On Wednesday, Minnesota Chippewa Tribe officials are counting the votes in a referendum that could dramatically change who can be an enrolled member of the tribe.
The tribe includes six native bands — Mille Lacs, Leech Lake, White Earth, Bois Forte, Grand Portage and Fond du Lac. MPR News reporter Dan Kraker has been following the story and gives host Cathy Wurzer details.
Use the audio player above to listen to the full conversation.
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DAN KRAKER: Hey, Kathy, good to be here.
KATHY: Likewise, I'm glad you're here. This is a fascinating story, but a little esoteric to many people. What drew you to this story?
DAN KRAKER: Well, I've covered Native American issues up here for several years now. And it's always struck me, when I've interviewed people for stories. And I ask them what band they're a member of. And so often, people have answered, well, I'm a descendant of such and such a Band. And it's always struck me as this kind of artificial distinction, when these people are often so deeply connected to the tribal communities that I'm reporting on. So I've always been interested in exploring that. And then, with this vote occurring now within the tribe, it just seemed like the perfect opportunity.
KATHY: Now, you had a report that aired this morning on Morning Edition. I want folks to take a listen to that. And then, it kind of sets it up for us. Let's listen.
DAN KRAKER: Like a lot of Americans, Sara Egerton House's family is, as she puts it, mixed from all over the place. Her mom's family is from Norway. Her dad is a member of the Fond du Lac band of Lake Superior Chippewa, and so is she. But she also has relatives from the Red Cliff and Bad River Ojibwe bands in Wisconsin and the Muscogee Nation in Oklahoma. And her husband is Filipino.
SARAH HOWES: And so, my kids can't be enrolled here. And so what that means for them is that even though they're raised here, they grew up in our culture, that they aren't going to be able to vote or feel a part of our community in the same way.
DAN KRAKER: Tribal members have cards that show their certified degree of Indian blood. House's is 25%. But because her kids' dad is non-native, they have only 1/8 Minnesota Chippewa tribe blood. So they can't be enrolled tribal members.
SARAH HOWES: Our family, our kids have clans, they have names. And so, I know who they are, and they know who they are. And the only one that doesn't know who they are is the enrollment office.
DAN KRAKER: Blood quantum is a relatively new idea, a race-based policy imposed by the federal government. Beginning in the 1930s, the government pressured many tribes into adopting tribal constitutions, including blood quantum, to decide membership. In Minnesota, it was used by white settlers to acquire tribal land. Federal law only allowed Native people who had, quote unquote, mixed blood, to sell their land. Jill Doerfler, chair of the American Indian Studies department at the University of Minnesota Duluth, wrote a book on blood quantum. She says it's a made up construct. There was no way for federal officials to accurately determine what percentage of Native blood someone had.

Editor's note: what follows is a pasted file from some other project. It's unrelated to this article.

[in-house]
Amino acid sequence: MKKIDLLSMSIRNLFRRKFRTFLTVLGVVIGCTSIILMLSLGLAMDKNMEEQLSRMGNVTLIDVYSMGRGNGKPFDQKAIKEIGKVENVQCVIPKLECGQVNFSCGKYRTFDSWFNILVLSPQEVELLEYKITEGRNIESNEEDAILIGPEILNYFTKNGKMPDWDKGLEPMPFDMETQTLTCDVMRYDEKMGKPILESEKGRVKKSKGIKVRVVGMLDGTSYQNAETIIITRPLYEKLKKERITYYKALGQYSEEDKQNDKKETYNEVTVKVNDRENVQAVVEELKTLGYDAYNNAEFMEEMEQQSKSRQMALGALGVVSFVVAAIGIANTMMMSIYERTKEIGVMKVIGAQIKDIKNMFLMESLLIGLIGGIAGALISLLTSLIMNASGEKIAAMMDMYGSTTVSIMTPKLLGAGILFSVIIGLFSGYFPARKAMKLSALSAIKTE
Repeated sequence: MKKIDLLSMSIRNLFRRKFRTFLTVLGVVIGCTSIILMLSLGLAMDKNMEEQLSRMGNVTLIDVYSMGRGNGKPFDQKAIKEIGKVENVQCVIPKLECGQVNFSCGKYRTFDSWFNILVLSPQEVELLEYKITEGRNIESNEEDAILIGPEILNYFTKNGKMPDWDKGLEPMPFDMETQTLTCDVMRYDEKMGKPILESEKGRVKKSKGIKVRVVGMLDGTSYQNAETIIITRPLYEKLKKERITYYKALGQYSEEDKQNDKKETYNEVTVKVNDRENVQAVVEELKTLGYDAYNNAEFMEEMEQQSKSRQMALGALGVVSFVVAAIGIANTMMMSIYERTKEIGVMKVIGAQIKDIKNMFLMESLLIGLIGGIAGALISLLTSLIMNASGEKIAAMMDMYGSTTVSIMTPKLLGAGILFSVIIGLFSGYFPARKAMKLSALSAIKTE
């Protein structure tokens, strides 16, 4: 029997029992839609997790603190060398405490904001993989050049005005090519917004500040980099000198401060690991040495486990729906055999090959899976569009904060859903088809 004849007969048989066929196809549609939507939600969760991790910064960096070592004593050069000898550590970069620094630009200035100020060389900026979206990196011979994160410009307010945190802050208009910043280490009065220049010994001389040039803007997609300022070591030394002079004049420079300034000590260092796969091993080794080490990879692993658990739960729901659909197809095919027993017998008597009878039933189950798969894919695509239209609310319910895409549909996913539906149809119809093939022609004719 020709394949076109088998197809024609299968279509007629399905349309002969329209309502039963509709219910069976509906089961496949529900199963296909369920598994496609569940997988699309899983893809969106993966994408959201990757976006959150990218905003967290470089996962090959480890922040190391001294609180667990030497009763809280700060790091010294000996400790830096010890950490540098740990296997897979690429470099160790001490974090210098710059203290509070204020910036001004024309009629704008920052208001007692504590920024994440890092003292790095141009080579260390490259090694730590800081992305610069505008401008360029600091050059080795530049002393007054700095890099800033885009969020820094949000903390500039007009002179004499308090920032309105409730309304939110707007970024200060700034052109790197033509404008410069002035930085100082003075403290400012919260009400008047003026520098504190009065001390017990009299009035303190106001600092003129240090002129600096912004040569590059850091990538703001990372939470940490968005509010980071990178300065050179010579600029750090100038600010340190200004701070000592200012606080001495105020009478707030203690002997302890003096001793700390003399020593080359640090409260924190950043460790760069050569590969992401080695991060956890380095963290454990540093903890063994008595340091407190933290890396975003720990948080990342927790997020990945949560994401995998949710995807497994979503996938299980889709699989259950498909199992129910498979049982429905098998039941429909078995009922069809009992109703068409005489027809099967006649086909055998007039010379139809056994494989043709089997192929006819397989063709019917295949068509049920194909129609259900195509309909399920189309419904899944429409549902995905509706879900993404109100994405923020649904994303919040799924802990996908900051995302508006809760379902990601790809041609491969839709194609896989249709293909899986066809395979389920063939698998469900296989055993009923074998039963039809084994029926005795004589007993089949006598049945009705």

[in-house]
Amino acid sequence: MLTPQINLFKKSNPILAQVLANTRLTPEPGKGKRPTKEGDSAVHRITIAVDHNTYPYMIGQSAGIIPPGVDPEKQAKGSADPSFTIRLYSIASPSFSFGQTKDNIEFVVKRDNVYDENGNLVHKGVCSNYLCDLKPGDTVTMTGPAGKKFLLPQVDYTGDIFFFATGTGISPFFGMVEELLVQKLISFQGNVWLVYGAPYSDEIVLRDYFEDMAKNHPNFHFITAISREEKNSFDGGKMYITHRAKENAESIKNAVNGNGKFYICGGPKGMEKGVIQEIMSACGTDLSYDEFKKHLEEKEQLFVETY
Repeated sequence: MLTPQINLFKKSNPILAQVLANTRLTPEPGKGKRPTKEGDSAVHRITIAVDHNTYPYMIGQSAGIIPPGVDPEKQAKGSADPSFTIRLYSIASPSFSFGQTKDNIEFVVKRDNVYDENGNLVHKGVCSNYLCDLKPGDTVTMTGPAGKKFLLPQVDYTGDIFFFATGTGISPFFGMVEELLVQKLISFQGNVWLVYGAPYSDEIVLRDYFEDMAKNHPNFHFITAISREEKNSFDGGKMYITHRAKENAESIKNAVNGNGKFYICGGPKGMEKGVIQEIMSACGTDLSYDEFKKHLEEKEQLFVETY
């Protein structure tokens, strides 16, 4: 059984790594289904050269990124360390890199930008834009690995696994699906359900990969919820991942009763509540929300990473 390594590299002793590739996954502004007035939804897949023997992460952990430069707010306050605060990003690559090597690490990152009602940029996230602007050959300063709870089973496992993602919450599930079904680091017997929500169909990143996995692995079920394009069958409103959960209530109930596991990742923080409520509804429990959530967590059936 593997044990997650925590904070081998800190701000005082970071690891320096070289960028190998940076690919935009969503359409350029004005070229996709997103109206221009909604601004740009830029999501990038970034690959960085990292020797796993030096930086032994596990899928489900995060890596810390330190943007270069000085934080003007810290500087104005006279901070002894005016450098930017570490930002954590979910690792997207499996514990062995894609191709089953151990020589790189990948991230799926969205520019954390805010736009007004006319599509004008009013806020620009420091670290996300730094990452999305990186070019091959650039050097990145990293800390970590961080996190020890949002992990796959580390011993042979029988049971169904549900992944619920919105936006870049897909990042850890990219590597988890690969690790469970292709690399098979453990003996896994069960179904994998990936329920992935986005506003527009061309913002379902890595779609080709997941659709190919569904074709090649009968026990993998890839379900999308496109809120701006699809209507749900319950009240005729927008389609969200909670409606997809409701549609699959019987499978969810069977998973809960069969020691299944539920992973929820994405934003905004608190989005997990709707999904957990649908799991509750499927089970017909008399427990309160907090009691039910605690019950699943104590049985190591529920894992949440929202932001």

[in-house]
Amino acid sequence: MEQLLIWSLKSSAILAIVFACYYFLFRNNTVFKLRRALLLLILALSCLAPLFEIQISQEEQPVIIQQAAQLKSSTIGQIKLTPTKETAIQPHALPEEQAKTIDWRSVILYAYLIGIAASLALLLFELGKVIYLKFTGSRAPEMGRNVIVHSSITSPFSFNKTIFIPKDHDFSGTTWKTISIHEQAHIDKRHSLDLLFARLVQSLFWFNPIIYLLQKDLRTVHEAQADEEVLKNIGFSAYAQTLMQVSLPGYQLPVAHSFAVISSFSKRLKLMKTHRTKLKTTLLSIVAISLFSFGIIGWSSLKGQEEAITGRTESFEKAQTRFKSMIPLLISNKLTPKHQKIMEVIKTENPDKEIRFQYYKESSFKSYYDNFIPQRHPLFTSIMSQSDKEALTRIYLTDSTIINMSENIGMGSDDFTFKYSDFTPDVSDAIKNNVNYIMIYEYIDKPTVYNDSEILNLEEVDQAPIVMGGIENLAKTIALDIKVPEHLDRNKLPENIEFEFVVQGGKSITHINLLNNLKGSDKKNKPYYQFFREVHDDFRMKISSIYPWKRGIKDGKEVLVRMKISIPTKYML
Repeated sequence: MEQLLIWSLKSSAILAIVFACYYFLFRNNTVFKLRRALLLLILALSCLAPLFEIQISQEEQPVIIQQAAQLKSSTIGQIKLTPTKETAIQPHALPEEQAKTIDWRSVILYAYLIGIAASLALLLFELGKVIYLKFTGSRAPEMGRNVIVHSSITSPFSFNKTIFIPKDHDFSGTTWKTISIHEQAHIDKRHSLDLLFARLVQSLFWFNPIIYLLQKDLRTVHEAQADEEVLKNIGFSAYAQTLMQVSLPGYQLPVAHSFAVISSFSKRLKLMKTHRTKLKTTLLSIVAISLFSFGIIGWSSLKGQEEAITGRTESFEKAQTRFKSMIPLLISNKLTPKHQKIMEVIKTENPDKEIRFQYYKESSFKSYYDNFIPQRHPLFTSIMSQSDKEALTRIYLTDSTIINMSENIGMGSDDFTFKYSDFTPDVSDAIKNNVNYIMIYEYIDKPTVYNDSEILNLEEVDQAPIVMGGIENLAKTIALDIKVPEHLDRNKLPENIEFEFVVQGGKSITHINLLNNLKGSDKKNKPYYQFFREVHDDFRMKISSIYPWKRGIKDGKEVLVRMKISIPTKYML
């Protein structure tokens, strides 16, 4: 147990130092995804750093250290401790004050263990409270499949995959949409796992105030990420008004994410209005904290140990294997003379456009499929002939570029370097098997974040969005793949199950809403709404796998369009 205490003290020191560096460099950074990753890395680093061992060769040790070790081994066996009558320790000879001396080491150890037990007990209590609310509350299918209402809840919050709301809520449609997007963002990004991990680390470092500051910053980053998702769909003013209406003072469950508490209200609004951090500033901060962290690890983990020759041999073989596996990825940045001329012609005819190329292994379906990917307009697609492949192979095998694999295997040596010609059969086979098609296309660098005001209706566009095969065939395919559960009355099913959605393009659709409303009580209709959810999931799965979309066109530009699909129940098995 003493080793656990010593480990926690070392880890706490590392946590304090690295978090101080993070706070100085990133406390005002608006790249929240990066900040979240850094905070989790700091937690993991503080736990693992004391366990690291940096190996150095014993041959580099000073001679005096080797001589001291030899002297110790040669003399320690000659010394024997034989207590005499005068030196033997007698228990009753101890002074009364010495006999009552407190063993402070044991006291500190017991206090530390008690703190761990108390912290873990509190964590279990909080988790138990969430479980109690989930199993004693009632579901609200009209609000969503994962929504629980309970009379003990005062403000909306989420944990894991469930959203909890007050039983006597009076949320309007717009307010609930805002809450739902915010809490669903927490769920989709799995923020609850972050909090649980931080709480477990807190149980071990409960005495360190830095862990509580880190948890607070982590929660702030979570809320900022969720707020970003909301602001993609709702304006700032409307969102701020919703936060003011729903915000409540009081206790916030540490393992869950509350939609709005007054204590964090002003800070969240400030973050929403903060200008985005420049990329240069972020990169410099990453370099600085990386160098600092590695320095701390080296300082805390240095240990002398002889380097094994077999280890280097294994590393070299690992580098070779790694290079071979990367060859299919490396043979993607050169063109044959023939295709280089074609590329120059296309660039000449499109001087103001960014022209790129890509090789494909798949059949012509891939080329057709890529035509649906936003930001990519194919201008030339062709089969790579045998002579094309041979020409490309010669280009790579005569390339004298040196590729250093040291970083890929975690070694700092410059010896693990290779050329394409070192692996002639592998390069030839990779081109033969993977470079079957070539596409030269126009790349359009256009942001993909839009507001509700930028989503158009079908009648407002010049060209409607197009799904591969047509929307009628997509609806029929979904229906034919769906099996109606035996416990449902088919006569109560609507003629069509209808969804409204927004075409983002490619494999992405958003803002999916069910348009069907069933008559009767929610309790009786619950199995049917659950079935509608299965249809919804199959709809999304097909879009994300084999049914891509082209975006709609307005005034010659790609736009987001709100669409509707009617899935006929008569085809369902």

JILL DOERFLER: So they did some scratch tests on people's chests.
DAN KRAKER: In which they would look at the color of someone's skin after they scratched it.
JILL DOERFLER: They took some hair samples. They did some head measurements. That was the basis for blood quantum. And then, later, even judges would sort of see people before them and say, yes, mixed blood, no full blood.
DAN KRAKER: Under pressure from the federal government, the Minnesota Chippewa tribe adopted the 25% blood quantum in the early 1960s. Since then, the tribe's population has slowly dwindled, as tribal members married non-tribal members. Doerfler calls it mathematical termination. Today, out of a total population of around 40,000 among the six bands, fewer than 20% are children.
CATHY CHAVERS: If something isn't done, tribes will eventually be gone. The population could dwindle to the point of non-existence.
DAN KRAKER: Cathy Chavers is chairwoman of the Boise Forte band of Chippewa. She's also the current president of the Minnesota Chippewa Tribe. In early June, the tribe sent out ballots to its roughly 33,000 eligible voters. They asked two questions. Should the tribe eliminate the blood quantum? And should the tribe's six-member bands be allowed to determine their own tribal enrollment criteria? The vote is only advisory, but Chavers says it will play a key role in guiding the tribe as it considers reforming its Constitution. Chavers says she often hears from tribal members who want their kids and grandkids to also be enrolled.
CATHY CHAVERS: They feel like they're native. They want to be native. Their heart says they're native. But the blood quantum says they're not.
DAN KRAKER: But she says members of some tribes that distribute casino revenues to tribal citizens through monthly per capita payments don't want enrollment expanded. And more tribal members could stretch already limited resources even further.